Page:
By Elaine Dunn, April 2021


It came as a pleasant surprise to Donald Wong when a relative notified him of the Congressional Gold Medal for WWII Chinese American veterans.  He submitted the application for his deceased father Tom Younom Wong online – a relatively painless process, he said.

Donald and his family are thankful to those who put in motion and pushed through the process for getting the Congressional Gold Medal awarded.  “It seems long overdue,” Wong said.  “It would have been much better if it had happened while the majority of the vets were still alive.  Had Tom lived to see it, he would certainly have been extremely grateful and proud.”

Sure, Donald knew his father served during World War II.  But, like most veterans of that war, his father did not talk much about his war experience, at least not while he was still living in Minneapolis.

Tom Wong was born in Guangdong Province China, in 1916.  He arrived in Seattle at age 19 aboard the steamer Empress of China.  He was “processed” in Seattle, which entailed lengthy and detailed interviews by U.S. Immigration officials to ascertain the authenticity of his identity and his relationship to his father and other relatives.  Tom’s father, a U.S.-born Chinese American, was living in St. Cloud, Minn., at the time, also underwent equally grueling interrogation sessions.  After Tom was admitted to the U.S. legally, he traveled to St. Cloud to join his father.

On July 18, 1942, Tom was inducted into the U.S. Army Air Force and did his basic training in Sheppard Air Force Base, Texas.  He was deployed with the 28th Air Depot Group to Burma where he served in a support role, mostly cooking, his children surmised.  They thought their father was probably struggling with English at the time, which limited the duties for which he was qualified.  Tom was honorably discharged on Jan. 28, 1946 at Camp McCoy, Wis., with the rank of Corporal.  He received the American Theater Service Medal, Asiatic Pacific Theater Service Medal as well as the Good Conduct Medal.

Tom married Helen Ma, 10 years his junior, who was from a neighboring village in Guangdong Province, in Hong Kong in 1947.  Why Hong Kong?  The American Consulate General, Hong Kong, stated that under the War Brides Act, Helen is entitled to entry to the U.S. if accompanied by her husband.  Approximately three months after their wedding, Helen was admitted to the U.S. in San Francisco.  Tom and his new bride returned to St. Cloud.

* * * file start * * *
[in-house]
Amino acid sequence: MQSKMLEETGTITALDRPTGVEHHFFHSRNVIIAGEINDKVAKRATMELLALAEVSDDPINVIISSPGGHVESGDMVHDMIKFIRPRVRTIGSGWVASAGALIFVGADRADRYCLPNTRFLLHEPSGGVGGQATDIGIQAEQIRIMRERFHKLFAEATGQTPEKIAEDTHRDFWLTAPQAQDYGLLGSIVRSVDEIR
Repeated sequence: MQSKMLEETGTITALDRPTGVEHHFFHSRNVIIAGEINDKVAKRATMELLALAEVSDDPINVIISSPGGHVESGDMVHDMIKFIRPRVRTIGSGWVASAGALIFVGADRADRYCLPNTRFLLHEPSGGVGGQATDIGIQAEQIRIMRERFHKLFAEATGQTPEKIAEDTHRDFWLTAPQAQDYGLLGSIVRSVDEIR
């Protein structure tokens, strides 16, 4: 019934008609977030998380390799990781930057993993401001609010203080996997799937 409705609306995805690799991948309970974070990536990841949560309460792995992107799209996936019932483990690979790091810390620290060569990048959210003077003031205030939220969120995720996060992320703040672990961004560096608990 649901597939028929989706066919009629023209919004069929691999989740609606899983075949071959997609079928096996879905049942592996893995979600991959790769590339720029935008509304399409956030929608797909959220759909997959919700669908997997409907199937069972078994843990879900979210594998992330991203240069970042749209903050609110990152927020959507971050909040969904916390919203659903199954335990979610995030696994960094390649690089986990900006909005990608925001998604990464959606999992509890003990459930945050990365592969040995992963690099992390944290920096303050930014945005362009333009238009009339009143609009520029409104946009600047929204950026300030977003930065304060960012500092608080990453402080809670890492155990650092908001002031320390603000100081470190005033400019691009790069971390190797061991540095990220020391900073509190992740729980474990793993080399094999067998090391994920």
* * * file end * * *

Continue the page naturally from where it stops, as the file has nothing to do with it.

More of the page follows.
The young family moved around the state in the early 1950s - New Prague, St. Paul, Faribault (where they owned and operated the OK Café).  Donald thinks his parents were looking for a small town to open a Chinese restaurant.  Finally, in 1960, the family (four kids by then) settled in Minneapolis where Tom and Helen owned and operated the Sun Hing Café until 1967, at 4809 Nicollet Avenue S. In addition to owning and operating the Sun Hing Café for several years, at various times, Tom also worked at Howard Wong's, the Nankin Cafe and the Red Dragon Restaurant, while Helen also worked as a seamstress at Munsingwear.  Helen became a naturalized citizen in 1965.

After retiring, Tom and Helen moved to California to be with two of their children and grandchildren, of course!  Tom passed away in 2004 and Helen passed away in 2008.

Theirs was a typical Chinese American immigrant story.  They rose from humble beginnings, overcame immigration hurdles, worked long and hard to sustain a family, put all four kids through college, and were solid citizens throughout.  Not to mention Tom’s service to his country during WWII.  A worthy member of “The Greatest Generation.”


The writer’s source, Donald Wong, spent more than 10 years as an architect before receiving recognition in photography from the American Institute of Architects.  He then transitioned to a freelance architectural photography career centered in Minnesota that included contributing to Architecture Minnesota magazine and seven international journals.  After 25 years, he continues to pursue the light in retirement.  


Keywords:  Chinese American, Chinese American veterans, WWII veterans, OK Café, Sun Hing Café,

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Tom Wong in uniform.

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Wong at the OK Café, Faribault.

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The Wong clan in 1989:

Tom and Helen in front row, left and middle.  Their children and children’s families are in the back row, from left, sons Donald, David, and Jeannie (in pink) and Patricia (in white patterned top). 






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